Harvesting a New Standard
Bob Ferguson

In past columns, as well as related articles in publications such as Water Quality Products (a sister publication to Water & Wastes Digest), I have written about the growing field of rainwater harvesting. The regulatory environment across the country has been changing in recent years to encourage the collection and storage of rainwater to enhance freshwater supplies. Rainwater can be used for a number of non-potable applications—irrigation, laundry, toilet flushing, etc.—and it reduces the demand for water from distribution systems that is treated to drinking water standards. States and municipalities across the country have been enacting legislation requiring, or at least highly incentivizing, the use of rainwater in commercial buildings and new construction.    

Hasty Harvesting

There are, however, people in the industry who are concerned that the attractiveness and promotion of rainwater harvesting is such that the technology and its development will move too fast and potentially get ahead of itself. I have cited the solar energy industry’s problem: higher expectations than what it economically or technically has been able to deliver on. I also have written about a controversy in New Orleans where proponents of rainwater collection went head to head with local public health officials. The rainwater harvesting proponents cited its advantages in reducing the demand and expense of using water treated to potable standards for non-potable applications, and also as an alternate water supply during times of extreme need (such as the aftermath of Hurricane Katrina). Public health officials, on the other hand, were concerned about unintended health impacts such as chemical exposures (e.g., from paints, coatings or other construction materials that could leach chemicals into the water from inappropriate cisterns) or mosquitoes. The water table in New Orleans is high, and tanks stored belowground need to be kept full to serve as ballast to keep them from floating to the surface—but full water tanks in Louisiana are a breeding ground for mosquitoes.  

These issues were not specifically addressed by local codes or standards, and their potential impact concerned public health officials. People in the rainwater harvesting industry should be, too. An unintended contamination or public health incident could tarnish the reputation and potential of rainwater harvesting for decades. Ensuring that the development of the technology moves forward in step with the development of regulations and standards can help to prevent such a problem.

A National Standard

Late last year, the American Society of Plumbing Engineers (ASPE) took such a step and announced that ARCSA/ASPE/ANSI 63-2013: Rainwater Catchment Systems had been approved as an American National Standard by the American National Standards Institute (ANSI). The standard was jointly developed by ASPE and the American Rainwater Catchment Systems Assn. (ARCSA) and co-sponsored by the International Association of Plumbing and Mechanical Officials (IAPMO) and NSF Intl. The standard was designed to help avoid problems similar those I mentioned by providing a consensus national standard by which users, designers, installers and regulators of rainwater systems can safely implement rainwater catchment and storage systems. The standard addresses key issues such as acceptable materials for catchment, distribution and storage components; sizing and design requirements; installation specifications; minimum requirements for storage tanks and devices; backflow prevention; and requirements for systems that are connected or adjacent to public potable water systems, as well as standards for treatment and disinfection of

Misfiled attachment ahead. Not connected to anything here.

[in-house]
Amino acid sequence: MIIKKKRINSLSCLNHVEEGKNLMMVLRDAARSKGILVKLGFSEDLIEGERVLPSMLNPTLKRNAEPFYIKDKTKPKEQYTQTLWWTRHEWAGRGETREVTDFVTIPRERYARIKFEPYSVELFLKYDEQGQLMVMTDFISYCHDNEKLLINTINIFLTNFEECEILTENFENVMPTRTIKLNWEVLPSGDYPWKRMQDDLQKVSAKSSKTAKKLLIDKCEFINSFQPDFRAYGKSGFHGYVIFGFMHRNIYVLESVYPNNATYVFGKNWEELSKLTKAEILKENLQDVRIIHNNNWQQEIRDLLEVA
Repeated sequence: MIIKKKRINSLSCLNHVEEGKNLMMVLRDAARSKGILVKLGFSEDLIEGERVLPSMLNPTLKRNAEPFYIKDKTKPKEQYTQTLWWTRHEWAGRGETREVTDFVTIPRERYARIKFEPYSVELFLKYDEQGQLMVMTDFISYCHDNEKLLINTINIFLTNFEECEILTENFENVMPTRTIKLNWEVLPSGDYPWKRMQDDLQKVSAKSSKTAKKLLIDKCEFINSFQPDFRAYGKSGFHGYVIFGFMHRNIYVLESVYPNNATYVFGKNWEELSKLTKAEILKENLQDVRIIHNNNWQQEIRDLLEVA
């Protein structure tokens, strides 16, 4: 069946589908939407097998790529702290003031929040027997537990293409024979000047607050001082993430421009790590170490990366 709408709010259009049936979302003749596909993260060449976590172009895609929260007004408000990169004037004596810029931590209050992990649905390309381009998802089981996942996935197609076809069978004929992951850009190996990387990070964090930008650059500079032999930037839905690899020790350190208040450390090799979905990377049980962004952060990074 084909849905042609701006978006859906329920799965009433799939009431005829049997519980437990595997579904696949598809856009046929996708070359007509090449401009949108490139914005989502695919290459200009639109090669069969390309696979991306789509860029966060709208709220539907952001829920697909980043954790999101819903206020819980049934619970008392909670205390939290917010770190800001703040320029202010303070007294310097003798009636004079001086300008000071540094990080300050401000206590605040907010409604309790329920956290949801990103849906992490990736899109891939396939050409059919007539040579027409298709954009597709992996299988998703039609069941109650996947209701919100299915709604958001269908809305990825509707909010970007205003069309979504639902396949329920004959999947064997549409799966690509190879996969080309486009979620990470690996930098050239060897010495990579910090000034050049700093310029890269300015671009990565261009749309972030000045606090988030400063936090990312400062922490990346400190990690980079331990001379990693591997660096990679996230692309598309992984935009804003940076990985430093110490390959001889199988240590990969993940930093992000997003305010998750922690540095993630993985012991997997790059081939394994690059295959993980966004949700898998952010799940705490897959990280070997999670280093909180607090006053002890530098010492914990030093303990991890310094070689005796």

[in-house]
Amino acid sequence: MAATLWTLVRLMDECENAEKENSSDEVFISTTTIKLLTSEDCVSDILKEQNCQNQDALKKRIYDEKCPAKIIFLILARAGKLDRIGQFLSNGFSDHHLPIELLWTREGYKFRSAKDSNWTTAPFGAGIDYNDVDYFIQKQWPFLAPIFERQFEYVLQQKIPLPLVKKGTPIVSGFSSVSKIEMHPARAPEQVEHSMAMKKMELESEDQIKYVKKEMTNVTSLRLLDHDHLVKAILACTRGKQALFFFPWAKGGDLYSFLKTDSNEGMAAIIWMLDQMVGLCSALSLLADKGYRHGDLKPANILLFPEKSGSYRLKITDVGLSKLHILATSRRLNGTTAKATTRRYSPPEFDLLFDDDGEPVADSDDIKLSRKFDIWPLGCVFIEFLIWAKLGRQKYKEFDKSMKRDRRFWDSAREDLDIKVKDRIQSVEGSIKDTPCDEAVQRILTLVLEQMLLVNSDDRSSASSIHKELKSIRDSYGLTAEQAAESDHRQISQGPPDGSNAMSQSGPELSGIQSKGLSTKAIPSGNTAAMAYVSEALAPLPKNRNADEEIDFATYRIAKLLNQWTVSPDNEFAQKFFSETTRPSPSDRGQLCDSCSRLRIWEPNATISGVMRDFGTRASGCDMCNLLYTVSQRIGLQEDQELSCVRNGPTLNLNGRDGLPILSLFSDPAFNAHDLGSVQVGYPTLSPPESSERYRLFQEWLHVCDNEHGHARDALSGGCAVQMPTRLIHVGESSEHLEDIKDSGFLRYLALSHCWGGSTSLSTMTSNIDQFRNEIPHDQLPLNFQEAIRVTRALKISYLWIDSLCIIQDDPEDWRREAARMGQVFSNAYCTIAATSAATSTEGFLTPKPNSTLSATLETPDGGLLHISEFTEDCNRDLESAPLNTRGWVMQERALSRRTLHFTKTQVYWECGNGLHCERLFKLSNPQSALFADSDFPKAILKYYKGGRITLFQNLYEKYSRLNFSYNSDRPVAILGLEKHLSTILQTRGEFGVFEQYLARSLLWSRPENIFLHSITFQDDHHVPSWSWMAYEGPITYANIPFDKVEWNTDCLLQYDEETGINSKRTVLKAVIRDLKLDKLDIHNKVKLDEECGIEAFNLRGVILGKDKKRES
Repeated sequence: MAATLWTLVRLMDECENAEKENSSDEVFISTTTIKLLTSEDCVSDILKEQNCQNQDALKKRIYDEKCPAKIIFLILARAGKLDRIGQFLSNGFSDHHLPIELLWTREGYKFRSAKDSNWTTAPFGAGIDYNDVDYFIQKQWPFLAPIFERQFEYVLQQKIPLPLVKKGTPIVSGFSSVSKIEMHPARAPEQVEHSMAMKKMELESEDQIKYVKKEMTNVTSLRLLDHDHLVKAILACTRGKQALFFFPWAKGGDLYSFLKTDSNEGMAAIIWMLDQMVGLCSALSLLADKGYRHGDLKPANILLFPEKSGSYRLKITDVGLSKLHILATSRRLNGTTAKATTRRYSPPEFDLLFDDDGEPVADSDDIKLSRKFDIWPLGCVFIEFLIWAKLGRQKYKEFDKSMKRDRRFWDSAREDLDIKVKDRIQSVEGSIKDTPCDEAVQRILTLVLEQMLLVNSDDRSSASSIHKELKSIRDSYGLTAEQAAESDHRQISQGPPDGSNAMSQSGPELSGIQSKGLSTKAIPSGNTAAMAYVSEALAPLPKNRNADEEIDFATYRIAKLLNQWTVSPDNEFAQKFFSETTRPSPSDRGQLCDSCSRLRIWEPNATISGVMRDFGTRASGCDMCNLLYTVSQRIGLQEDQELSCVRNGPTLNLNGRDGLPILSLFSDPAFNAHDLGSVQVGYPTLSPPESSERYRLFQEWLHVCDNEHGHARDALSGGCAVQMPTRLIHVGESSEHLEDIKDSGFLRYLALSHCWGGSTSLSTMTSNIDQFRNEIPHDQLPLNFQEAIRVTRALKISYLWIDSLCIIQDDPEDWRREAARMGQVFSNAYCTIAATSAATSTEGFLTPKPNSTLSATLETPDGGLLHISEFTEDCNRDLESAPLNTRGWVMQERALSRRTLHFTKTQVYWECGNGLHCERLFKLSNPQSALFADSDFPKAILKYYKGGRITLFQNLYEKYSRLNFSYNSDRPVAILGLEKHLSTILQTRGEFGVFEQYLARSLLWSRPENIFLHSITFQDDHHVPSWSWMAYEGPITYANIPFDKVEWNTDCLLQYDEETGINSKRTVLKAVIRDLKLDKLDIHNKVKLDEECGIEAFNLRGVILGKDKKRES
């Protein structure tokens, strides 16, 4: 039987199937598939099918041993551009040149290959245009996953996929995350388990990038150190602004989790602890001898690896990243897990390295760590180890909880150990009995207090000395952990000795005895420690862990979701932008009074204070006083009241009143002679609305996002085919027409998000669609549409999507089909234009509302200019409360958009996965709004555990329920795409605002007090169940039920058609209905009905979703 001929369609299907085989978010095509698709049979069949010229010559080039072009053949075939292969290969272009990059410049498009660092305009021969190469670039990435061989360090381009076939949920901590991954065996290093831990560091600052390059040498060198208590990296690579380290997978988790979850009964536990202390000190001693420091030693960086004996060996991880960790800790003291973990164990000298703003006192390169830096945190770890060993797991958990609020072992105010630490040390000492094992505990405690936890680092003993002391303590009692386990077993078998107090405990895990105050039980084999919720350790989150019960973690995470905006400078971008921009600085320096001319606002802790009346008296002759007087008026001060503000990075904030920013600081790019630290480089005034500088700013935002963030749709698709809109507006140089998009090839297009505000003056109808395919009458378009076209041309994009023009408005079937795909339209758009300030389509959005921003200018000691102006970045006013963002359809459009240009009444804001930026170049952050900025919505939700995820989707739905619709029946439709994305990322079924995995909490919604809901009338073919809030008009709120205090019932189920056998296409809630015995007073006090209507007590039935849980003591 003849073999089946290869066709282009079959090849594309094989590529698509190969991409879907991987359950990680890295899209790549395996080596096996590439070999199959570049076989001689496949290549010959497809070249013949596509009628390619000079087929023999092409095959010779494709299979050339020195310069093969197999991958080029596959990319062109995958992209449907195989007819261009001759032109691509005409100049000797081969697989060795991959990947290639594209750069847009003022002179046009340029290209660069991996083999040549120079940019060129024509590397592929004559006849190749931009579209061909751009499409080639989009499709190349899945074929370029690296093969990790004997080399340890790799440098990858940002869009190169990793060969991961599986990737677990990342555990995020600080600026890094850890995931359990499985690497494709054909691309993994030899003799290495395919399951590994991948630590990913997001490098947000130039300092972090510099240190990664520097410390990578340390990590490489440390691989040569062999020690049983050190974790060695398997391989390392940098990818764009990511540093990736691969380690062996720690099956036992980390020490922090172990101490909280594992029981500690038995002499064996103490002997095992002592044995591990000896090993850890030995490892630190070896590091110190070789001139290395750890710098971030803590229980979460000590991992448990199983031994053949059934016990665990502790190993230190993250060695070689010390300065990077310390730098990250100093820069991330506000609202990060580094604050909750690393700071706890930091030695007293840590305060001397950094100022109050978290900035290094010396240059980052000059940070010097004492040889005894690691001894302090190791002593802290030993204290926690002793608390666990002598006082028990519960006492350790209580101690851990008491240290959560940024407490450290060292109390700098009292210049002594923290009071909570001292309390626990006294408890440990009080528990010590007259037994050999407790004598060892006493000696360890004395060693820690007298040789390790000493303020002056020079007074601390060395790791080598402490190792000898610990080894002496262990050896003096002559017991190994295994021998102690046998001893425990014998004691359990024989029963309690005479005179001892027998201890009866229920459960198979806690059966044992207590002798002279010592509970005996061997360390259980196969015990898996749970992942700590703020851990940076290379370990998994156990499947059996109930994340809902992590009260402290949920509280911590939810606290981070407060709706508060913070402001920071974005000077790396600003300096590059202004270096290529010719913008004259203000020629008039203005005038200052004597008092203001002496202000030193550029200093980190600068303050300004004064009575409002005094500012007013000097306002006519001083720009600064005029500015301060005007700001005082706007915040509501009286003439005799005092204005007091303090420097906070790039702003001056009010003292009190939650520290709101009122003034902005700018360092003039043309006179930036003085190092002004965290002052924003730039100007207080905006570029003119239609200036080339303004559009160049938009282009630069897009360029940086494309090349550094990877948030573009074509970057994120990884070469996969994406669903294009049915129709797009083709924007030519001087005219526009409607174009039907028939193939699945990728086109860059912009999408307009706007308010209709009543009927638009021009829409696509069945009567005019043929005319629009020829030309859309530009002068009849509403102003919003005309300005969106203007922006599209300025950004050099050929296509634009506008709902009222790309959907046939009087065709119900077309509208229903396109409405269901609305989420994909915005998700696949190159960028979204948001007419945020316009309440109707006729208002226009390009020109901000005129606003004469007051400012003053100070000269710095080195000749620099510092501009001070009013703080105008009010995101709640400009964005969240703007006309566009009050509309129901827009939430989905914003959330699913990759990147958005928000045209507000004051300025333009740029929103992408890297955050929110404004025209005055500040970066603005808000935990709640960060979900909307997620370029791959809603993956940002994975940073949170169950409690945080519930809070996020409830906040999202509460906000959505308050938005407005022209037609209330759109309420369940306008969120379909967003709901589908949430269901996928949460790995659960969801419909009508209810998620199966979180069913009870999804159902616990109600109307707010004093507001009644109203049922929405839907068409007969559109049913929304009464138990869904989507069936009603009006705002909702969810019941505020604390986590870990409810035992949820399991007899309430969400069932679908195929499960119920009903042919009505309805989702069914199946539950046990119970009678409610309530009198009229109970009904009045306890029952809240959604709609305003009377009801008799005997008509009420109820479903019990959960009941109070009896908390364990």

captured rainwater. 

The standard originally was published in 2007, but in order to earn the American National Standard designation, an expert working group under the ASPE Plumbing Engineering Design Standards Committee led an extensive revision process. Following the ANSI standards process, these experts solicited input from the public and interested parties and incorporated comments and input from stakeholders in many fields, including construction, irrigation, water treatment, and public health and regulatory agencies. 

Having administered a number of national standards and directed certification programs, I recognize their value in helping the development of new technologies. Putting national standards in place helps to provide guidelines and a framework on which state and local regulators can base their codes and thereby prevent a patchwork of multiple standards, codes and local requirements. Consensus national standards also reduce risk for technology developers in that they have a stable set of requirements to which they can design their products. They also help to develop a significantly larger unified market on which to base their investments. National standards provide building owners and potential users of catchment systems with the confidence that the systems they install will meet local codes and operate safely and effectively.